CB: No need for complete days devoted to arms. Ben will show you how to insert short, frequent arm workouts into your system – even the TT system – so you gain nice size on your arms without ridiculous arm workout days.
It takes LESS overall stimulus to fatigue these muscles and less overall training volume to exhaust glycogen stores (stored muscle energy).
2) HEAVY WEIGHTS (WITH PERFECT FORM)
Heavy weights are going to fatigue a greater overall percentage of muscle fibres in a shorter amount of time (aka less sets). Heavy weights also have the added benefit of stimulating “high threshold motor units”.
CB says: You can really overload your triceps with db triceps extensions. Make sure to use incline and decline versions as well.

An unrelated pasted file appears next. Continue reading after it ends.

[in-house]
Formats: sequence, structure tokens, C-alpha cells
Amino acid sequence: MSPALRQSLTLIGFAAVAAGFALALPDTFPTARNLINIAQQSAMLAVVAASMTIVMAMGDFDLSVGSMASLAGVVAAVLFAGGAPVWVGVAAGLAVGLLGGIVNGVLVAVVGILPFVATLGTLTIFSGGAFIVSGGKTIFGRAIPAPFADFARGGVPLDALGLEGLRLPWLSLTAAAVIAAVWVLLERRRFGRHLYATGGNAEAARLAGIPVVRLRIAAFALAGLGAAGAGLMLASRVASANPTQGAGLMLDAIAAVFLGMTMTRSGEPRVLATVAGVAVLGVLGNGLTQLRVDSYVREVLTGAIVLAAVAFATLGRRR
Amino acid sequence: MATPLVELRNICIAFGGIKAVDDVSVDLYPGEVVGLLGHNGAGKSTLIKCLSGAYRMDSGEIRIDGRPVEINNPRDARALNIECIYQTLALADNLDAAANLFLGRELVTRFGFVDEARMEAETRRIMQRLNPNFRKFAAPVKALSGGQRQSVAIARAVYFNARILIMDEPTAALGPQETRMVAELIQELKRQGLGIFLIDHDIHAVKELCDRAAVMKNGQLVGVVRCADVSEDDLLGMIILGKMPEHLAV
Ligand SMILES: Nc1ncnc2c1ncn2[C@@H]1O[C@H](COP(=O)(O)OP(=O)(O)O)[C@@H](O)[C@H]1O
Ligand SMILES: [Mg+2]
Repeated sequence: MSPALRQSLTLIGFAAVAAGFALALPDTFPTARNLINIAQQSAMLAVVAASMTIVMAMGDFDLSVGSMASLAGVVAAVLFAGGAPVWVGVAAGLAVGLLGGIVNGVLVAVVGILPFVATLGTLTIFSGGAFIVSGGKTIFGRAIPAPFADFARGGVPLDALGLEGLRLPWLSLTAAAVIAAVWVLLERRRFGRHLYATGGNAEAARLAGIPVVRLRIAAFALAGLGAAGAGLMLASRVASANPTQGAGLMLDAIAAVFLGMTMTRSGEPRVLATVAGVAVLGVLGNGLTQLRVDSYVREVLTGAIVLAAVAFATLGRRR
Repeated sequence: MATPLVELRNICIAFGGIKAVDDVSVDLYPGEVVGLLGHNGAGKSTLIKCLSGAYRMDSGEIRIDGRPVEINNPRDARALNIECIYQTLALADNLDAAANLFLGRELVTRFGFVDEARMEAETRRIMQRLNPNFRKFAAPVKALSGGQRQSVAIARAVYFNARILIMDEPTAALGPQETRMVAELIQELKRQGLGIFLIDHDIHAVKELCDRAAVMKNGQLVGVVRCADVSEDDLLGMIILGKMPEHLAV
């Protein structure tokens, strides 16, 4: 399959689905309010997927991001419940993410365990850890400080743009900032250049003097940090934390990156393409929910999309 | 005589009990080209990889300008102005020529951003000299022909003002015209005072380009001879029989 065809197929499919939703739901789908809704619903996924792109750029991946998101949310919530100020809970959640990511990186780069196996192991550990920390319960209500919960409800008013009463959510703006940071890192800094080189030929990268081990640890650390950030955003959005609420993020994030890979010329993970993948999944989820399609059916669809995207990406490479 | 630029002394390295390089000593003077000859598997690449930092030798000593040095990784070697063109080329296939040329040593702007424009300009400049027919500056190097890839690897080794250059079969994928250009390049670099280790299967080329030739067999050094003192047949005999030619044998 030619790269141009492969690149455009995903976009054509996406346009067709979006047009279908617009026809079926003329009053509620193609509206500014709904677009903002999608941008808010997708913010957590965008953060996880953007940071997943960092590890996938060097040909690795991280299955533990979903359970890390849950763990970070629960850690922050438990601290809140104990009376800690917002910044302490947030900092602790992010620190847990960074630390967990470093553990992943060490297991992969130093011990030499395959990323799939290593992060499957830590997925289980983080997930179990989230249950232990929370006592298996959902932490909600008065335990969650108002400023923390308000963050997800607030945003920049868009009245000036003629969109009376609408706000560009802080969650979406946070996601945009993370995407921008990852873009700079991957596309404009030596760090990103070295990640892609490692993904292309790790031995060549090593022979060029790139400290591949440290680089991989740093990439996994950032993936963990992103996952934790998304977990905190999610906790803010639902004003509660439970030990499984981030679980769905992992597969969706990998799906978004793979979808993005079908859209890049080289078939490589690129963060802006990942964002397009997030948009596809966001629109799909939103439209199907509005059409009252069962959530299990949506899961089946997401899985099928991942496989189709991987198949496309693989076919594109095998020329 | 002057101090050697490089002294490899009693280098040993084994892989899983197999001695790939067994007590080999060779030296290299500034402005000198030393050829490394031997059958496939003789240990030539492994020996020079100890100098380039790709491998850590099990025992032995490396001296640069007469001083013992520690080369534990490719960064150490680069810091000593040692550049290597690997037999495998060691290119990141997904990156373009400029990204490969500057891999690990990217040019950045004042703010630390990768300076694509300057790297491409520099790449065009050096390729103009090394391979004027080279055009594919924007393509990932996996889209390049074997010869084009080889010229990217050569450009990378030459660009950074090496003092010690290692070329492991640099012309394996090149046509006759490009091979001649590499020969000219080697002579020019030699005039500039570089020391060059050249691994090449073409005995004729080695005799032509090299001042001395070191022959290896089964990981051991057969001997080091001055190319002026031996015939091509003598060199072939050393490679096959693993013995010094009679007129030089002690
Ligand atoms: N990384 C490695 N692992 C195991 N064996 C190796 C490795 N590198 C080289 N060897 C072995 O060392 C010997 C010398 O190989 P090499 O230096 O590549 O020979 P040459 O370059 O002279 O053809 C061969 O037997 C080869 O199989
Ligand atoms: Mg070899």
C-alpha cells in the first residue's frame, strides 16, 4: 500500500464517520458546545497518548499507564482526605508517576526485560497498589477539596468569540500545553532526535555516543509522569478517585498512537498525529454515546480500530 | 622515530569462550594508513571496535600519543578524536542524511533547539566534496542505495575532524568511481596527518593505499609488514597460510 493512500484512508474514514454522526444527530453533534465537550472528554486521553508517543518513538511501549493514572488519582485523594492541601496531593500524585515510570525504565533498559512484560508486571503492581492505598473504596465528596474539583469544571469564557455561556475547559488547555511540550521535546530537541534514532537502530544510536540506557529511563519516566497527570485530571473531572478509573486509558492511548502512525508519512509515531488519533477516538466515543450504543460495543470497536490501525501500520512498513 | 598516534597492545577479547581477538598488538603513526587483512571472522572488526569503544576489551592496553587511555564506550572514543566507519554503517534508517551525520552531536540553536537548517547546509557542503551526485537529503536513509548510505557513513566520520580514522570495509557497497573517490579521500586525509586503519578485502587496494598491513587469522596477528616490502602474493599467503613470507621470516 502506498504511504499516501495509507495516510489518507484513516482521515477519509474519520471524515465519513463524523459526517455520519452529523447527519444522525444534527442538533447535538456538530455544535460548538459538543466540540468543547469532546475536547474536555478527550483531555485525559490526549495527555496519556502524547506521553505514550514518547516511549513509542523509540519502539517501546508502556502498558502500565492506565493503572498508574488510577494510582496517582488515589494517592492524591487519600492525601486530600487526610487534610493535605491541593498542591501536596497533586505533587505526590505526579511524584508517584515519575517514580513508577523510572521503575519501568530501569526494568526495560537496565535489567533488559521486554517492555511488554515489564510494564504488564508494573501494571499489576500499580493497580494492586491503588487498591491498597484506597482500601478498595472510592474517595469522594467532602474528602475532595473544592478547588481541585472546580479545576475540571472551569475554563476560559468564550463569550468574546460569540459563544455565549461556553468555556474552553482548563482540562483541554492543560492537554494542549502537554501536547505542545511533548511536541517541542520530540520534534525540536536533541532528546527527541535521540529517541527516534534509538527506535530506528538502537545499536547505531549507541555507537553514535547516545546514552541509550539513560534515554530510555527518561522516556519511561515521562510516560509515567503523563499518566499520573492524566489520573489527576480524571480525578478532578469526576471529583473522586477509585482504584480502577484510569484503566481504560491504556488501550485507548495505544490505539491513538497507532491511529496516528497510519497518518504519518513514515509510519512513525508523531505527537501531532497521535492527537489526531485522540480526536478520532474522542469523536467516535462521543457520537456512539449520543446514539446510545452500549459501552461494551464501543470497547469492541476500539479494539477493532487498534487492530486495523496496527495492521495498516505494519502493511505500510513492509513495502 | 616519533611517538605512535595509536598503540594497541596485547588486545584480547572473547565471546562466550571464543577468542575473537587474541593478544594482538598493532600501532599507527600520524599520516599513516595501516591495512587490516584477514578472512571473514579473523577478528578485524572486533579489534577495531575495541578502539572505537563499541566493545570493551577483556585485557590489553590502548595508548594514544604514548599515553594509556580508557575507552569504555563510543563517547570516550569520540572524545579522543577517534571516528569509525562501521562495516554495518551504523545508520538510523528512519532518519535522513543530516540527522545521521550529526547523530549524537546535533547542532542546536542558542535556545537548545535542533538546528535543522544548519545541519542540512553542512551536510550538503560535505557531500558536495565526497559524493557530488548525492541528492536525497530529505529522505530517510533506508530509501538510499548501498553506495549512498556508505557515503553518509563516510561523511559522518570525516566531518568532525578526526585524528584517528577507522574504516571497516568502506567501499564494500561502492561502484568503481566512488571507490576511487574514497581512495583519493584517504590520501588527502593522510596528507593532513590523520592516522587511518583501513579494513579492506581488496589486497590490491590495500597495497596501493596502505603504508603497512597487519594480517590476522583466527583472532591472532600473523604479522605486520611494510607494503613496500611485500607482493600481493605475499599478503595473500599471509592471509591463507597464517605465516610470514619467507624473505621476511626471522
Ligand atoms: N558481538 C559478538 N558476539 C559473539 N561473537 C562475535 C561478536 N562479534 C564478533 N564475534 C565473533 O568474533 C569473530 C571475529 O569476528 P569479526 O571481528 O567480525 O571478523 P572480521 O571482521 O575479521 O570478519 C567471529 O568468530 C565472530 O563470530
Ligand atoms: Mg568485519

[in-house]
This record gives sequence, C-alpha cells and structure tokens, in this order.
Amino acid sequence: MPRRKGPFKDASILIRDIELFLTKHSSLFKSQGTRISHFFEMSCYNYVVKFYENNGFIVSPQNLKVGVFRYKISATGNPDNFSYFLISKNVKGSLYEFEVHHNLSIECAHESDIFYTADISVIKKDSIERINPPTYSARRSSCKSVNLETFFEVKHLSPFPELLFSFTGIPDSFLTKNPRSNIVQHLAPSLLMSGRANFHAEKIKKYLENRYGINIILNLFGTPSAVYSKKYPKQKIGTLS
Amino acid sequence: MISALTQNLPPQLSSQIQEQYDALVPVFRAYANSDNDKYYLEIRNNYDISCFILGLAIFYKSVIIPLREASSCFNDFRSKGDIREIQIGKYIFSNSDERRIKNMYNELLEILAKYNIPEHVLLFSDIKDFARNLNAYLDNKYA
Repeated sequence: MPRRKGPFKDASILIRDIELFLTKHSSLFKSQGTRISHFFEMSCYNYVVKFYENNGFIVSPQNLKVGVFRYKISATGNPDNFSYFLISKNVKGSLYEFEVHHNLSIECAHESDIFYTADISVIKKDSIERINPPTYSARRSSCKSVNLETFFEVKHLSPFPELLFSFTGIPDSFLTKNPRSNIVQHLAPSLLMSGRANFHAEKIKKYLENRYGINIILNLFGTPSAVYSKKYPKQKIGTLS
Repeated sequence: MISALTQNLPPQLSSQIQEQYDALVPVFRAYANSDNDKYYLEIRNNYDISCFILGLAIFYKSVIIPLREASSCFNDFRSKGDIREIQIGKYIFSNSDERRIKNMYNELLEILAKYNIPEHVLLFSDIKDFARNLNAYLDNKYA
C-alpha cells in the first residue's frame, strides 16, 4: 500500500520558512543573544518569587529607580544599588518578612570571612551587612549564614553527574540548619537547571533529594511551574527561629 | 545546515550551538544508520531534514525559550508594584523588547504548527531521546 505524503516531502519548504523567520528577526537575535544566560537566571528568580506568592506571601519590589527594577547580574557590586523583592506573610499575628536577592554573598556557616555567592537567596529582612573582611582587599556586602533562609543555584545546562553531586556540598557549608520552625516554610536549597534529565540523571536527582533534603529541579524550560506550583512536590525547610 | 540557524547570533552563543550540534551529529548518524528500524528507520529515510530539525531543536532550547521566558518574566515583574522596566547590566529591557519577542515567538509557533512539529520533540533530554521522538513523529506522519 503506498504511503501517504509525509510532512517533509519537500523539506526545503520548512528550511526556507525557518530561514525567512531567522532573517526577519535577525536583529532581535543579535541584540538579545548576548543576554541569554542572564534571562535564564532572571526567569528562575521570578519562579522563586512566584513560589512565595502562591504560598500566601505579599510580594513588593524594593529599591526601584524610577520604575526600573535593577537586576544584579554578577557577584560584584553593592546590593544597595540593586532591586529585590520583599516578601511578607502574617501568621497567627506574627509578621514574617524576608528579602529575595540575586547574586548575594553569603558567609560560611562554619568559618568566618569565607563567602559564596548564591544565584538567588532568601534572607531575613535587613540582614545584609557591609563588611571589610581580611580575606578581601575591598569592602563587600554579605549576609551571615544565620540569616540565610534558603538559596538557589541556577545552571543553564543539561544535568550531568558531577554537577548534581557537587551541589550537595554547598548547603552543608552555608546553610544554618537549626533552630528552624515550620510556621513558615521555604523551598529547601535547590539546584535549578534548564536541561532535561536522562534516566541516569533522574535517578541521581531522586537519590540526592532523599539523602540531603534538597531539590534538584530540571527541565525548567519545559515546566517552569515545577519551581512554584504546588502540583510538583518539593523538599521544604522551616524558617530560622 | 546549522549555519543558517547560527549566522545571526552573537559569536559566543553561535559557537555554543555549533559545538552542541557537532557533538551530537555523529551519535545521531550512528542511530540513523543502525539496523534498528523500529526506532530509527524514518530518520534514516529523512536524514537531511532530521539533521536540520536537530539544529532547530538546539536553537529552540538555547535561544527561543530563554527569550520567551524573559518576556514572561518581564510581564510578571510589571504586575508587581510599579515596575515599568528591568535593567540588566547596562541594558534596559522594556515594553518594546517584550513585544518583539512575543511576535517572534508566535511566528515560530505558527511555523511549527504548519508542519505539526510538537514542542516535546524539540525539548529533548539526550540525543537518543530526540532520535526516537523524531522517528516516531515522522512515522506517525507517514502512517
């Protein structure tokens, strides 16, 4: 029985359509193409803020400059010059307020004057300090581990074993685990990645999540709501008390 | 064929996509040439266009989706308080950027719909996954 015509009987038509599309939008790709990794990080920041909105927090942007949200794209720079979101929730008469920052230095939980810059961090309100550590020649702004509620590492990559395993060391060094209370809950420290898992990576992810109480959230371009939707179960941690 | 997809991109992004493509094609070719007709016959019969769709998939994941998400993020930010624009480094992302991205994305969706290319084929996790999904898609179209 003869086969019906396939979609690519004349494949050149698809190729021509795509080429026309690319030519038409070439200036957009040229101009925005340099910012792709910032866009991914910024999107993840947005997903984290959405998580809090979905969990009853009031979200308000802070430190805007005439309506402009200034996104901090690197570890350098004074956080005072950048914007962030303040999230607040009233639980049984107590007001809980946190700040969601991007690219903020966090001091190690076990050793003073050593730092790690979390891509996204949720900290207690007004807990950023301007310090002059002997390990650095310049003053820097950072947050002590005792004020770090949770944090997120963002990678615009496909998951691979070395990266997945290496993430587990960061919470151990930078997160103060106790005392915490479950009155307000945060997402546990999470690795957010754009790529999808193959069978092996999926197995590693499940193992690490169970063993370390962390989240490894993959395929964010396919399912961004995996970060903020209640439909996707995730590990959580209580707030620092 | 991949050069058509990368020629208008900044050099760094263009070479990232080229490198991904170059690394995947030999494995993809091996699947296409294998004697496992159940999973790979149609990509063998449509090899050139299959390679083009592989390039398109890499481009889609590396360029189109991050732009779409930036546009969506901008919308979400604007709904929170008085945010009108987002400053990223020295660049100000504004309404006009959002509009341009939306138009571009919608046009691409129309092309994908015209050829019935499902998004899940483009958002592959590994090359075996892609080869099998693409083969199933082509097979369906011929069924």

These are the muscle fibres that require a lot more stimulus to grow and respond, but also the fibres that are more likely to be responsible for muscle hypertrophy or GROWTH!
3) ARMS REQUIRE A LOT OF STIMULUS ON A REGULAR BASIS
Arms receive a lot of stimulus on a regular basis. For most people, this tends to occur in the middle of the range of motion where the muscles are strongest.
CB says: You can’t just do chin-ups and dips once a week for big arms. If you want serious arms, you need serious arm training.
In order to get the arms to grow and respond, it is necessary to subject them to a different type of stimulus. One of the best ways to improve arm development is to subject them to more tension and continuous tension at the extremes of the range of motion (a.k.a, when a muscle is fully lengthened or fully shortened –where muscles are weakest). This will allow for greater time under tension as well as targeting different points of the strength curve to force the nervous system to adapt and stimulate new muscle